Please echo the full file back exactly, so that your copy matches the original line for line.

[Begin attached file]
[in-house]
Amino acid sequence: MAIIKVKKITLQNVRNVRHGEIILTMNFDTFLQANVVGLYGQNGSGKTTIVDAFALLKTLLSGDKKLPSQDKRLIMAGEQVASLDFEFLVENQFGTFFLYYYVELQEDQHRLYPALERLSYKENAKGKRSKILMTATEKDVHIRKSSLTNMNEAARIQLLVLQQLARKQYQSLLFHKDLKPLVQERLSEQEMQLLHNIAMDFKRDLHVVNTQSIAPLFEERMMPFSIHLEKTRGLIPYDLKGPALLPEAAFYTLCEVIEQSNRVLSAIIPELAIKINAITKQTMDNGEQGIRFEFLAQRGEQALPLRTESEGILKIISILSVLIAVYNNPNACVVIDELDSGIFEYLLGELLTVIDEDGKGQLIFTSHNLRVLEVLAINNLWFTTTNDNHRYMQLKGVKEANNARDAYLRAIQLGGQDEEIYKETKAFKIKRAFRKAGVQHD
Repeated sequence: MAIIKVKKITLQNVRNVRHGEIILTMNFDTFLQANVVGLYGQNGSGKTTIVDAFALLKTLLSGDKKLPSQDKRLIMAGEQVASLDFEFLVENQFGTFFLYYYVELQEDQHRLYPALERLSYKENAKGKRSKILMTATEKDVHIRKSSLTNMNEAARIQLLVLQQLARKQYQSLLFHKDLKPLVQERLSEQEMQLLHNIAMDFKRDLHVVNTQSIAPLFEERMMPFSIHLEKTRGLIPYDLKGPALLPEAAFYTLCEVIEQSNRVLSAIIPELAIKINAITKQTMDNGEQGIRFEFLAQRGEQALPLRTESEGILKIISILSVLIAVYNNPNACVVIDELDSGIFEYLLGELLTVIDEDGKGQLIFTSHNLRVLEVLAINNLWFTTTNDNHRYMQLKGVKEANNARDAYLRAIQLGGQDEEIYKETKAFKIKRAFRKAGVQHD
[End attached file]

[in-house]
Amino acid sequence: MAIIKVKKITLQNVRNVRHGEIILTMNFDTFLQANVVGLYGQNGSGKTTIVDAFALLKTLLSGDKKLPSQDKRLIMAGEQVASLDFEFLVENQFGTFFLYYYVELQEDQHRLYPALERLSYKENAKGKRSKILMTATEKDVHIRKSSLTNMNEAARIQLLVLQQLARKQYQSLLFHKDLKPLVQERLSEQEMQLLHNIAMDFKRDLHVVNTQSIAPLFEERMMPFSIHLEKTRGLIPYDLKGPALLPEAAFYTLCEVIEQSNRVLSAIIPELAIKINAITKQTMDNGEQGIRFEFLAQRGEQALPLRTESEGILKIISILSVLIAVYNNPNACVVIDELDSGIFEYLLGELLTVIDEDGKGQLIFTSHNLRVLEVLAINNLWFTTTNDNHRYMQLKGVKEANNARDAYLRAIQLGGQDEEIYKETKAFKIKRAFRKAGVQHD
Repeated sequence: MAIIKVKKITLQNVRNVRHGEIILTMNFDTFLQANVVGLYGQNGSGKTTIVDAFALLKTLLSGDKKLPSQDKRLIMAGEQVASLDFEFLVENQFGTFFLYYYVELQEDQHRLYPALERLSYKENAKGKRSKILMTATEKDVHIRKSSLTNMNEAARIQLLVLQQLARKQYQSLLFHKDLKPLVQERLSEQEMQLLHNIAMDFKRDLHVVNTQSIAPLFEERMMPFSIHLEKTRGLIPYDLKGPALLPEAAFYTLCEVIEQSNRVLSAIIPELAIKINAITKQTMDNGEQGIRFEFLAQRGEQALPLRTESEGILKIISILSVLIAVYNNPNACVVIDELDSGIFEYLLGELLTVIDEDGKGQLIFTSHNLRVLEVLAINNLWFTTTNDNHRYMQLKGVKEANNARDAYLRAIQLGGQDEEIYKETKAFKIKRAFRKAGVQHD